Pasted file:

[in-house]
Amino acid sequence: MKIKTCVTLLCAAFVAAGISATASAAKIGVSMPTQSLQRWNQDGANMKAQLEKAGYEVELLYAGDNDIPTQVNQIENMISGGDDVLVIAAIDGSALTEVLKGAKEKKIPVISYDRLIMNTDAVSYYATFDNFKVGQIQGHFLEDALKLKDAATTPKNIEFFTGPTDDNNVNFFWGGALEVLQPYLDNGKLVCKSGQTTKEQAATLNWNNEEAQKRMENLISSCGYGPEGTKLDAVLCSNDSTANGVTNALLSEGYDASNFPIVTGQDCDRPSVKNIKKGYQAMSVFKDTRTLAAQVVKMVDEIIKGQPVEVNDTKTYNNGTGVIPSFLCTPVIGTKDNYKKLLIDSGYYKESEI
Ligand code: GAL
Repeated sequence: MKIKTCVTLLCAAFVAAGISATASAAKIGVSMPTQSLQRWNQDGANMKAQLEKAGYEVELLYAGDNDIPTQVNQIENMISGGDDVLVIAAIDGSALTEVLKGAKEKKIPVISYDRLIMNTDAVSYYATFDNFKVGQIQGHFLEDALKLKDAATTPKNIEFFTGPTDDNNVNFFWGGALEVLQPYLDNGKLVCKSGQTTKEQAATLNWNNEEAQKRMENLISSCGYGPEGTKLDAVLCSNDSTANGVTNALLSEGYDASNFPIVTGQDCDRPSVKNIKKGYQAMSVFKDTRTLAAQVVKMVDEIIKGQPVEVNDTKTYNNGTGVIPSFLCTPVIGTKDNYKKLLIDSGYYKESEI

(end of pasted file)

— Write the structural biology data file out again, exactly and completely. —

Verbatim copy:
[in-house]
Amino acid sequence: MKIKTCVTLLCAAFVAAGISATASAAKIGVSMPTQSLQRWNQDGANMKAQLEKAGYEVELLYAGDNDIPTQVNQIENMISGGDDVLVIAAIDGSALTEVLKGAKEKKIPVISYDRLIMNTDAVSYYATFDNFKVGQIQGHFLEDALKLKDAATTPKNIEFFTGPTDDNNVNFFWGGALEVLQPYLDNGKLVCKSGQTTKEQAATLNWNNEEAQKRMENLISSCGYGPEGTKLDAVLCSNDSTANGVTNALLSEGYDASNFPIVTGQDCDRPSVKNIKKGYQAMSVFKDTRTLAAQVVKMVDEIIKGQPVEVNDTKTYNNGTGVIPSFLCTPVIGTKDNYKKLLIDSGYYKESEI
Ligand code: GAL
Repeated sequence: MKIKTCVTLLCAAFVAAGISATASAAKIGVSMPTQSLQRWNQDGANMKAQLEKAGYEVELLYAGDNDIPTQVNQIENMISGGDDVLVIAAIDGSALTEVLKGAKEKKIPVISYDRLIMNTDAVSYYATFDNFKVGQIQGHFLEDALKLKDAATTPKNIEFFTGPTDDNNVNFFWGGALEVLQPYLDNGKLVCKSGQTTKEQAATLNWNNEEAQKRMENLISSCGYGPEGTKLDAVLCSNDSTANGVTNALLSEGYDASNFPIVTGQDCDRPSVKNIKKGYQAMSVFKDTRTLAAQVVKMVDEIIKGQPVEVNDTKTYNNGTGVIPSFLCTPVIGTKDNYKKLLIDSGYYKESEI